From: Boost [mailto:boost-bounces_at_[hidden]] On Behalf Of Niall
Douglas via Boost
Sent: mardi 20 février 2018 20:07
To: Boost Developers List
Cc: Niall Douglas; Boost Steering Committee
Subject: Re: [boost] Legal problem with Stackoverflow contribution under the
"Creative Commons Attribution Share Alike 3.0" license

>> Let me repeat: the only reason that my use of SO code snippets was
>> noticed is because I added a comment linking back to the original.
> Current generation software designed to find copyright and IP code
> infringement in source code do not need the author to put notices in
> the source code. They can even find instances of infringement where
> the author deliberately acted to obscure the infringement, by, for
> example, changing variables or hiding critical code in small functions or
macros or etc.

I am more familiar with this than most. You can rewrite code into a
different programming language and it may still infringe. Simply rewriting a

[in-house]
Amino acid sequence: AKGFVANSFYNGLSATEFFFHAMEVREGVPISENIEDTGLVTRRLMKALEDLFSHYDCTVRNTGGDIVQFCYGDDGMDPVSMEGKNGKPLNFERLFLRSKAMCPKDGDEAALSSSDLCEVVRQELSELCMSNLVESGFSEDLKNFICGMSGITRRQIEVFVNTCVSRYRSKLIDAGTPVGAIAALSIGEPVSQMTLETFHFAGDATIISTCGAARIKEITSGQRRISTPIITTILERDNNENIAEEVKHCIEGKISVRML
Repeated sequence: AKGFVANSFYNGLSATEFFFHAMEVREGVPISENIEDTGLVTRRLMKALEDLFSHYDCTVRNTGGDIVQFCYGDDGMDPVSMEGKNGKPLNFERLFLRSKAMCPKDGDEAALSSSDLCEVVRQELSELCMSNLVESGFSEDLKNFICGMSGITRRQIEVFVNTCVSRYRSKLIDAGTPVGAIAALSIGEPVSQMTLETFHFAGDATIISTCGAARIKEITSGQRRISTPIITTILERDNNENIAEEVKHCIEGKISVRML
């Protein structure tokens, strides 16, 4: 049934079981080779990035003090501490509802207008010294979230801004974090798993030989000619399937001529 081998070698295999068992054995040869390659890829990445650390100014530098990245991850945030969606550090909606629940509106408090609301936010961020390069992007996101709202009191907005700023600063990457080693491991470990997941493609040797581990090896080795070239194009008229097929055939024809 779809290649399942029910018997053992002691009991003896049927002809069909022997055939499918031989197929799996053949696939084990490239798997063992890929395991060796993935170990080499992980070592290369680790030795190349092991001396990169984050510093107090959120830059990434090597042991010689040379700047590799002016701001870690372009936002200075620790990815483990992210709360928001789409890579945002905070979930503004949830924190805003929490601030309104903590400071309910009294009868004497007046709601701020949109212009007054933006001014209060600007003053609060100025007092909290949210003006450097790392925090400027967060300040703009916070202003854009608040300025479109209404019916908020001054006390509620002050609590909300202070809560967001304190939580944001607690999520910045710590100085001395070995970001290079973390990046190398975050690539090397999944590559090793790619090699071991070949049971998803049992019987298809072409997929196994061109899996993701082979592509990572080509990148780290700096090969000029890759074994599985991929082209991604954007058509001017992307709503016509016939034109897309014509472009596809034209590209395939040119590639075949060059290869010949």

routine will not make infringement magically disappear, despite most
programmers thinking this to be the case that if it isn't exactly the same,
it's not infringing.

But in any case all this is moot. No copyright is being infringed in any
case due to the AFC test, which for the record I applied before choosing to
reuse this snippet, as I do for all snippets I reuse from StackOverflow.
This eliminates problems with IP ownership, which is why I do it.

I am not incompetent at my job or as a software engineer. I do not make
choices on IP in ignorance or laziness. Unlike most engineers, I actively
read case law as a hobby. In a different life I would have entered law. I